Interview with Johan Boogaards
Spiegel, Volume 81
Official newspaper of the Delftsch Studenten Corps/ June 2005

Dear Readers,
Last May, the 60th anniversary of our liberation was celebrated with the march-past of the Canadian veterans. Johan too was liberated by the Canadians, not in The Hague but in Anjum in the far north of Friesland. How had he arrived there? It was the end of 1944, the Hunger Winter. There was virtually nothing left to eat in The Hague apart from tulip bulbs and sugar beets. Originally, there were seven of us at home. My own mother had died suddenly in 1940. I had two half-brothers, Adriaan (1922) and Koos (1924) from my father’s first marriage. My father had remarried in 1943 and Gerard was born of that marriage in 1945. There was also Leo (1931), Willem (1932) and me, Johan (1934). Adriaan and Koos had registered for “Arbeitsdienst” in Germany in 1943. They were put to work in a timber factory in Ulm.
My father had heard from acquaintances that it was possible to arrange for food and shelter in Friesland. The plan was to travel to Lemmer by boat from Amsterdam. There was virtually no public transport so we had to walk from The Hague to Amsterdam. The entire country was frozen stiff, some 15 or 20 degrees below 0. In poor condition and weakened by lack of vitamins, we set off. My father (49), Leo (13), Willem (12) and I, Johan (10). When we saw the first houses of Wassenaar I asked my father optimistically if we had arrived. “Stop whining,” my father said, “We’ve only just begun!” My father had just relieved himself in a foxhole at the side of the road about 10 kilometres from Amsterdam, when a military armoured car drove up. In desperation we flagged it down, and, yes – it stopped. We were hoisted in and dropped off in Amsterdam. And then came the final straw: “The boat to Lemmer cannot depart due to floating ice”. So we went to the train station. There was a German officer at the entrance, checking everyone’s papers. We were refused entry. When my father continued to press the point he was told that he had better report to the Ortskommandant for work in Germany. We left and waited a bit further on. And then we saw what my father was planning. We saw someone walking behind the gatehouses. A little later a businessman started making a huge fuss because his papers were not in order and when all the soldiers gathered around him, we sneaked round the back into the station. After a two-hour wait a train arrived that was only going as far as Utrecht. By now it was almost night. At the station there was a closed-off Red Cross waiting room with the sign “For Mother and Child”.
My father walked in and asked: “Does that also apply to a father and his children?”  We were allowed to sleep under a blanket on one of the benches.


In the morning we were given a sandwich. At the end of the afternoon, a German officer arrived.  He disappeared with the nurse behind a curtain. We must have bothered him because when he left in the evening, the nurse warned my father that we should leave if we didn’t want to be picked up. So, back to the station we went. Suddenly, at 4 in the morning a train arrived that had empty freight wagons. It was going to Zwolle.  This was a stroke of good luck. Hundreds of people – including us – climbed into the wagons. We sat there like sardines in a tin, but we were moving. In the course of the morning we arrived in Zwolle. A cook-shop had been set up in a former cigar factory and for twenty-five cents you could buy a helping of potatoes mashed with vegetables served on the lid of a mess tin. My father managed to get us a place to sit in the boiler room where we could warm our feet against the boiler. We rested there, among the coal and briquettes, for a few hours. It’s not very clear to me now, but suddenly we heard that a train was on its way that would travel on to Groningen. Freight wagons again, but we didn’t mind. We rushed to get places for ourselves. At the last minute, several German soldiers and a sergeant came to our wagon. They needed to get to Assen. The trains could only travel at walking pace due to the ice and snow, so progress was slow.  At a certain moment the train stopped. The door of our freight wagon was opened and there stood the conductor: “Aussteigen, Assen” he called out. The Germans looked outside but could only see snow. “Wo ist der Bahnhof,” they asked. “Kaput, ausgradiert,” replied the conductor, “Snell. Heraus!” They got out into snow that was about 30 cms deep.  The conductor got into our wagon and closed the sliding door and the train started moving again. Five minutes later he burst out laughing and said: “Assen is still 20 kilometres away. Let them walk, those f*****g krauts! A cheer went up in the wagon because laughter remains no matter what. I don’t remember anything about Groningen. Anyway, from there we caught a train that was going to Leeuwarden. Our destination was the hamlet of  Lioessens, near Lake Lauwers. At Kollum we had to leave the train and travel to Lioessens via all kinds of villages like Oud Woude, Westergeest, Engwierum, Metslawier and Morra.  All in all, that was a trip of about twenty kilometres. So on we went, taking that stupid suitcase with us – I never found out what was in it – but it certainly wasn’t food! At a certain moment we passed a few houses. A man came out with his bike and asked us where we were headed. He then went inside and came back with pieces of bacon for all four of us to chew. He told us that he worked for a farmer two kilometres further on. He took the suitcase and said he would arrange for food for us. When we arrived there one and a half hours later, the table had been laid. A large dish of steaming potatoes arrived at the table, followed by vegetables and a gigantic dish of porridge.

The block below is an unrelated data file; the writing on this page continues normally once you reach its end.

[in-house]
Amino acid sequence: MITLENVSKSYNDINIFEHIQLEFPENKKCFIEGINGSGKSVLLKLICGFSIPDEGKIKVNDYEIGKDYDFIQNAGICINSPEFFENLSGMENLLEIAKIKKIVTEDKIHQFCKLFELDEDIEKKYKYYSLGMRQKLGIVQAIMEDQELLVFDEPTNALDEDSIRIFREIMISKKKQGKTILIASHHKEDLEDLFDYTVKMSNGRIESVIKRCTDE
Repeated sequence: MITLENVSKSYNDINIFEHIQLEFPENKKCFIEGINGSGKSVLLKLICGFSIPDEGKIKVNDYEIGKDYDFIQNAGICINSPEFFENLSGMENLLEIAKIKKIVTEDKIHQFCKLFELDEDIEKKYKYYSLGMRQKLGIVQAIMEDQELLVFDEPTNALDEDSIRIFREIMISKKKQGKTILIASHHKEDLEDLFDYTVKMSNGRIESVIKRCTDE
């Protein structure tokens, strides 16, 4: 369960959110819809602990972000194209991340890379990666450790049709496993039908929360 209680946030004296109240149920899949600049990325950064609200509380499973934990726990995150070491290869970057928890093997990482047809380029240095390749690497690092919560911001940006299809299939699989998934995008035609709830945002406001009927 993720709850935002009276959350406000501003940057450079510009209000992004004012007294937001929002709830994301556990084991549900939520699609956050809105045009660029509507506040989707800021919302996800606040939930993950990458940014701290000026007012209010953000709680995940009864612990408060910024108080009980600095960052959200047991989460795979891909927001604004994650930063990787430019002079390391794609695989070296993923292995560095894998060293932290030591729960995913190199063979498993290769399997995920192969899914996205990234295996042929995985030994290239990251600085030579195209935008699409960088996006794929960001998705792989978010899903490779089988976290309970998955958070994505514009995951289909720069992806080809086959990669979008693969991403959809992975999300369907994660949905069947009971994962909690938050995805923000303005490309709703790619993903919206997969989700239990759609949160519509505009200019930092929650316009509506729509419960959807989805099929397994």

It was as if we had landed in a fairytale. A little while later, the farmer turned up with a kind of sled. He had taken the fertiliser out to the fields.  After talking to my father, some boards were placed on the sled, the farmhand nailed a couple of wooden boxes on top, and we were ready to go once more.  By now it had started to snow again. We arrived in Lioessens half frozen. I was undressed immediately. My feet were almost frozen from sitting still for so long.  And I had a fever and so forth. I spent six days or so lying in bed under blankets with hot-water bottles. And then I got better. There was an old woman of about 70 from Arnhem in the house as well. I had only just recovered when she gave me scabies. For three days I was covered from head to foot with a smelly yellow cream. But I recovered from that too.  My brother Leo was taken in by a tenant farmer in Morra, Willem by a gentleman farmer between Metslawier and Morra.  In the mean time, my father had regained his strength somewhat, had filled his suitcase with food gathered from the farmers in the neighbourhood and had even acquired a bike. Via various people he had learned that the boat from Lemmer to Amsterdam was sailing once more. He should have been able to take it but things worked out differently. When my father arrived in Lemmer, the boat had just left. He had no choice other than to cycle across almost the whole of the Netherlands back to The Hague, through snow and ice and freezing cold. And yet, this turned out to have saved my beloved father’s life. Divine intervention. The boat my father had just failed to catch was bombed and was lost with all hands and passengers in what was then Lake IJssel. The boat had been carrying many Germans as well as Dutch women and children. My father returned home safely. We spent over nine months in Friesland.  In early May 1945 we heard the news that The Hague had been liberated and that Adriaan had returned unharmed from Germany. Koos was on his way back to the Netherlands and had saved two people from a burning house along the way. The mayor awarded him a medal for this but he exchanged it for a packet of shag tobacco. And then we received word that in Anjum, two kilometres away, Polish and Canadian troops had arrived and that the Germans had retreated. From school, we ran ourselves into the ground to get to Anjum. It was there that I tasted chewing gum for the first time. Two weeks later, the municipality arranged through the church for a truck to carry us, singing all the way, back home via Arnhem, Utrecht and Amsterdam. A few days later Koos walked down our street with a large rucksack. On his way out of Ulm he had looted a toy shop. So there I was, ten years old, intensely happy with chocolate, chewing gum, my first banana, white bread – and all of us had survived the war! Thanks to the Canadians and the Poles! And that’s why I was so moved and had tears in my eyes when I saw those “old mates” once again on 5 May 2005.